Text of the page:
VOYA
Despereaux is the smallest mouse in the castle, with the largest ears and the most romantic heart. He falls in love with the human Princess Pea and is banished to the dungeon by his fellow mice. Meanwhile, the rat Chiaroscuro falls in love with light. When he leaves the dungeon to pursue his love, he frightens the queen to death and ends up back where he started with a healthy grudge against Princess Pea. Out in the town, a girl the same age as the princess, named Miggery Sow, is sold into slavery by her father. She takes many nasty beatings but dreams of being a princess herself one day. All three stories entwine in the final part of the book in a satisfying and not surprisingly happy ending for nearly everyone. At times, DiCamillo's new fantasy novel is charming, by turns sad, sweet, and mildly scary. At other times, though, the conceit of the narrator addressing the reader directly wears thin. The characters are all well limned, although the princess is, perhaps, too perfect. The story's twists and intertwinings are all believable, but each character is given their own "book" within the novel, and the pacing is thrown off. First Despereaux's story is told to a point. Then Chiaroscuro's story is told to a point. Then Miggery's story is told to a point. Finally, they all come together. Although this story would make an excellent read aloud for the young, most young adults will likely feel that the narration is condescending. VOYA Codes: 4Q 3P M (Better than most, marred only by occasional lapses; Will appeal with pushing; Middle School, defined as grades 6 to 8). 2003, Candlewick, 272p,
— Timothy Capehart
Children's Literature
In 2000 Kate DiCamillo got the Newbery Honor award for Because of Winn-Dixie (Candlewick, $5.99, ages 9-12), the story of a lonely young girl who finds sense of community because of a dog who discovers her. This year DiCamillo captured the Newbery itself with the help of an extraordinary character, Despereaux, the winning hero of The Tale of Despereaux: Being the Story of a Mouse, a Princess, Some Soup and a Spool of Thread. He's a tiny mouse with a huge heart who loves a princess and would do anything for her. But he's not the only unique character, the book is divided between other remarkable personalities and their engaging stories. There's Roscuro, a dungeon-born rat who seeks light, Miggery Sow, a slow-witted serving girl who only wants to be listened to, and the Princess herself, who still grieves for her mother. Each character's desires, hopes and fears combine in this marvelous questing fantasy. This is a tale made for reading aloud and family enjoyment. If reading aloud is not your forte, there's a wonderful recording by Graeme Malcolm (Listening Library, $25.00, unabridged, 3 cassettes). 2003, Candlewick, Ages 8 to 12.
— Susie Wilde
School Library Journal
Gr 3 Up-A charming story of unlikely heroes whose destinies entwine to bring about a joyful resolution. Foremost is Despereaux, a diminutive mouse who, as depicted in Ering's pencil drawings, is one of the most endearing of his ilk ever to appear in children's books. His mother, who is French, declares him to be "such the disappointment" at his birth and the rest of his family seems to agree that he is very odd: his ears are too big and his eyes open far too soon and they all expect him to die quickly. Of course, he doesn't. Then there is the human Princess Pea, with whom Despereaux falls deeply (one might say desperately) in love. She appreciates him despite her father's prejudice against rodents. Next is Roscuro, a rat with an uncharacteristic love of light and soup. Both these predilections get him into trouble. And finally, there is Miggery Sow, a peasant girl so dim that she believes she can become a princess. With a masterful hand, DiCamillo weaves four story lines together in a witty, suspenseful narrative that begs to be read aloud. In her authorial asides, she hearkens back to literary traditions as old as those used by Henry Fielding. In her observations of the political machinations and follies of rodent and human societies, she reminds adult readers of George Orwell. But the unpredictable twists of plot, the fanciful characterizations, and the sweetness of tone are DiCamillo's own. This expanded fairy tale is entertaining, heartening, and, above all, great fun.-Miriam Lang Budin, Chappaqua Public Library, NY Copyright 2003 Reed Business Information.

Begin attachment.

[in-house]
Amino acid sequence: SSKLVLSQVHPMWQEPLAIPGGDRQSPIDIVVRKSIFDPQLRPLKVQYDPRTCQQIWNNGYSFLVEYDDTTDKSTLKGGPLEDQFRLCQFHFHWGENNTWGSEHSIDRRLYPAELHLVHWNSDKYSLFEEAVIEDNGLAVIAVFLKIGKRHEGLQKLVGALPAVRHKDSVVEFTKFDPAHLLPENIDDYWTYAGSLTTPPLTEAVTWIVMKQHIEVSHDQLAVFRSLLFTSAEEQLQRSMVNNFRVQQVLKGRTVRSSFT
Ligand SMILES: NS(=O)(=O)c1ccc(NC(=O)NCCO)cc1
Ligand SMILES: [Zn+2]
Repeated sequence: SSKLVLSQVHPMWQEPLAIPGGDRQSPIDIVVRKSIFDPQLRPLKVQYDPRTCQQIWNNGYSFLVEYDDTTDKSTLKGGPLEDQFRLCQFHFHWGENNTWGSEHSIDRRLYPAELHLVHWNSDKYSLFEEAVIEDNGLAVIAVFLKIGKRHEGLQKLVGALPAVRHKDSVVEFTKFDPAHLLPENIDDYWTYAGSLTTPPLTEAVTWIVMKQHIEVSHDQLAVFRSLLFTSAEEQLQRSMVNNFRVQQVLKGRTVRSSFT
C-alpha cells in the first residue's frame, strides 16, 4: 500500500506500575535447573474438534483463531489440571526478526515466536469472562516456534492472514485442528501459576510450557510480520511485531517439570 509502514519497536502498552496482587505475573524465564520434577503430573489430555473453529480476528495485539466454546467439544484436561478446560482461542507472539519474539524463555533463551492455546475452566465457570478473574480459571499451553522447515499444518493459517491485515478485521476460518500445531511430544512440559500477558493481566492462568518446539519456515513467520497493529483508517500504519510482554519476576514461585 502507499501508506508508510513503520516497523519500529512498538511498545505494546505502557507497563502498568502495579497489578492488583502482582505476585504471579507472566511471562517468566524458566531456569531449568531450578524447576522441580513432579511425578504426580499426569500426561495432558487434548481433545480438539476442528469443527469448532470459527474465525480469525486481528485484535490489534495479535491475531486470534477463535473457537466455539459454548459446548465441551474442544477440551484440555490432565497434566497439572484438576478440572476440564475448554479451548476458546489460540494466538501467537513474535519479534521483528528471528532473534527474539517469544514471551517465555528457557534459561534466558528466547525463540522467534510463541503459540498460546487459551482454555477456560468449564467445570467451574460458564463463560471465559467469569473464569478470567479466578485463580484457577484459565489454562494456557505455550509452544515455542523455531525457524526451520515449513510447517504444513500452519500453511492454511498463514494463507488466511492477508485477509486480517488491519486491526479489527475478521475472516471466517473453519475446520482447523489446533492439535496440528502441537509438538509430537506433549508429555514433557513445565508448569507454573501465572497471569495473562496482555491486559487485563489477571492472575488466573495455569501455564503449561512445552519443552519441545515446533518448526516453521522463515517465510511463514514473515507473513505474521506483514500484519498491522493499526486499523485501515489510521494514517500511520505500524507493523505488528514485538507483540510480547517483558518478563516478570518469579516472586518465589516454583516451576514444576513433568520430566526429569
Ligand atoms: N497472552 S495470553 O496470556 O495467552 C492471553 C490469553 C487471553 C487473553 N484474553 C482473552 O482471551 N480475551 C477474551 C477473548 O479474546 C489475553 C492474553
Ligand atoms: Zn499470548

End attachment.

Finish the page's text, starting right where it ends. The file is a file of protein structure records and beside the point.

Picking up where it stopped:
Kirkus Reviews
Dear reader, light your lamp and listen to the tale of Despereaux, the last mouse born of Antoinette. Born with his eyes open and ears much too large, Despereaux seems destined for early death. A true Renaissance mouse, he can hear honey, read words, and appreciate fine music. But he cannot conform to the strictures of the mouse world. Rodents and humans don't mix, yet he falls in love with the Princess Pea, earning the wrath of all the mice in the castle. The melodramatic voice of the narrator glides through DiCamillo's entirely pleasing tale, at times addressing the reader directly, at others, moving the reader back and forward in time. Never does she abandon the reader in the dungeon with Despereaux, the dark-hearted rats, or the guard and fellow inmate, Gregory. And so unwinds a tale with twists and turns, full of forbidden soup and ladles, rats lusting for mouse blood, a servant who wishes to be a princess, a knight in shining-or, at least, furry-armor, and all the ingredients of an old-fashioned drama. (Fiction. 7-12)